Schools Await Census Data To Learn of Funding Shifts
Washington--Population figures and demographic data derived from the 1990 census will have a critical impact on how much money states, districts, and schools will receive under numerous Education Department programs.
Grants for Chapter 1 compensatory education, Chapter 2 block grants, drug-free schools and communities, vocational education, education of the handicapped, and math and science teaching, among a host of other programs, all rely on funding formulas that use census data.
In fact, a recent General Accounting Office report concluded, of the $27.5 billion in federal funds appropriated in fiscal year 1989 and determined in part by decennial census figures, $7.4 billion--the largest of any government department or agency--came from the Education Department.
And in the current fiscal year, according to department figures, more than $9.8 billion of the Education Department's $27.4-billion budget was determined in part by formulas that require Census Bureau data.
The 1990 census will likely have an important effect on federal education policy, observers note, as reapportionment and redistricting shift the balance of power within the U.S. House of Representatives and as state legislatures are reshaped to reflect a decade of demographic shifts.
But the most tangible impact of the nationwide population count to school officials and educators may be its role in driving formula-driven funding for federal programs.
Some federal education programs, such as Paul Douglas Teacher Scholarships and library assistance, rely solely on population statistics--numbers that are revised annually.
Other programs, however, use detailed age, income, and educational-status information that is only available once every 10 years. Those programs include Chapter 1, the most heavily funded education program tied to the census; state-administered adult-education grants; grants for the education of homeless children; and state-administered English-literacy grants.
The number of poor children between the ages of 5 and 17 drives the Chapter 1 formula, for example, and the number of state residents with limited English proficiency helps determine the funding level for literacy grants.
In the case of the 1990 census, the new demographic information will not be released until the spring of 1992.
Because of the time needed to incorporate the data into the funding formulas, that means the statistics being compiled now will not affect the funding of some programs until the 1993-94 academic year.
And, because the demographic statistics gleaned from the 1990 census will be in use for 10 years, the statistics will drive funding formulas until the 2003-04 school year.
Current funding levels for such programs, then, have been using, and will continue to use through fiscal year 1992, formulas that use age, poverty, and literacy data from the 1980 census.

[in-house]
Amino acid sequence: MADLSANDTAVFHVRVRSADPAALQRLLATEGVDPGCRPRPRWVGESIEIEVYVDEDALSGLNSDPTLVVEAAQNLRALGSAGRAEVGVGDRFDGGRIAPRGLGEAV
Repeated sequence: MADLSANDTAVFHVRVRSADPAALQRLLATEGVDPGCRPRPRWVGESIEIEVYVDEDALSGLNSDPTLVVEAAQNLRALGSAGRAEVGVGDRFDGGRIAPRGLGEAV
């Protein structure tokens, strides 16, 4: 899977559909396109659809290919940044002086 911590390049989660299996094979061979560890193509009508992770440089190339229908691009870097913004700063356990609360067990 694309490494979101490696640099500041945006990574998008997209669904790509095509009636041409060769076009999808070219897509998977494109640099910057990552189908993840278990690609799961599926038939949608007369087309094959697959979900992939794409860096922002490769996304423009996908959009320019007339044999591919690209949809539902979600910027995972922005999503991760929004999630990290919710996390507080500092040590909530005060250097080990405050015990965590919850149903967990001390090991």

"People realize that that's the way it is, and we deal with it," said Diana Whitelaw, president of the National Association of State Coordinators of Compensatory Education. "But that doesn't mean we like it."
While Ms. Whitelaw and her colleagues, directors of Chapter 1 programs at the school-district level, and state and local officials who manage the procurement and distriel10lbution of federal funds are closely monitoring the developments with the 1990 census, they say planning for potential changes in federal funding would be premature.
That a city or state might lose or gain in population, they say, does not mean, necessarily, that there would be a corresponding decrease or increase in the student, income, and age counts used in funding formulas.
"Until we get a figure, just knowing we've got a loss doesn't help us much," said Dallas Picou, associate director of Chapter 1 programs for the New Orleans schools. According to preliminary estimates, New Orleans's population decreased from 557,927 in 1980 to 487,953 in 1990.
Like New Orleans, a number of the nation's largest urban areas have lost population during the past 10 years, according to preliminary estimates of the 1990 census results.
Chicago, Philadelphia, Detroit, Washington, Atlanta, Cleveland, and St. Louis lost between 8.6 percent and 19.6 percent of their 1980 populations, according to the estimates. New York's population decreased by 0.5 percent.
Dozens of cities have challenged the Census Bureau's counts and have documented tens of thousands of residents, many of them from minority groups and many living in low-income families, thought to be bypassed.
The Census Bureau is reviewing that information and will send final population numbers to President Bush by the end of the year; data must be sent to the governors by April 1, 1991, so that Congressional and legislative redistricting can begin.